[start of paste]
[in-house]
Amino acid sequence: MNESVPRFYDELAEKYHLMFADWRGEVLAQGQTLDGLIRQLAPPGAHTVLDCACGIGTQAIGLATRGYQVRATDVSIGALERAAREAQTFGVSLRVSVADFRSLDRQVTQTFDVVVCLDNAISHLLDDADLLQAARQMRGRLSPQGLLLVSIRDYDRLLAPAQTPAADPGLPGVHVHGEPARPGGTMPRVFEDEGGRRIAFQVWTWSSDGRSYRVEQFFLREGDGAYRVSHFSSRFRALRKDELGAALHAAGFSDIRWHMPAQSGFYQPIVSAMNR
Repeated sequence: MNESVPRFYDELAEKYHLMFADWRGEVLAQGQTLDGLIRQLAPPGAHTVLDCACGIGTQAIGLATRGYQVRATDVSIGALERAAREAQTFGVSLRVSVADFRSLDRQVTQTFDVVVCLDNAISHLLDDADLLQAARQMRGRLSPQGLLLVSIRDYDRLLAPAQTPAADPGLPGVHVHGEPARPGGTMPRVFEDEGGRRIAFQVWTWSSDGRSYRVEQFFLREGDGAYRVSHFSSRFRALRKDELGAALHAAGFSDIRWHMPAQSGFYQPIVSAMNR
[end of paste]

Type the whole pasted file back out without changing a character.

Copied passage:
[in-house]
Amino acid sequence: MNESVPRFYDELAEKYHLMFADWRGEVLAQGQTLDGLIRQLAPPGAHTVLDCACGIGTQAIGLATRGYQVRATDVSIGALERAAREAQTFGVSLRVSVADFRSLDRQVTQTFDVVVCLDNAISHLLDDADLLQAARQMRGRLSPQGLLLVSIRDYDRLLAPAQTPAADPGLPGVHVHGEPARPGGTMPRVFEDEGGRRIAFQVWTWSSDGRSYRVEQFFLREGDGAYRVSHFSSRFRALRKDELGAALHAAGFSDIRWHMPAQSGFYQPIVSAMNR
Repeated sequence: MNESVPRFYDELAEKYHLMFADWRGEVLAQGQTLDGLIRQLAPPGAHTVLDCACGIGTQAIGLATRGYQVRATDVSIGALERAAREAQTFGVSLRVSVADFRSLDRQVTQTFDVVVCLDNAISHLLDDADLLQAARQMRGRLSPQGLLLVSIRDYDRLLAPAQTPAADPGLPGVHVHGEPARPGGTMPRVFEDEGGRRIAFQVWTWSSDGRSYRVEQFFLREGDGAYRVSHFSSRFRALRKDELGAALHAAGFSDIRWHMPAQSGFYQPIVSAMNR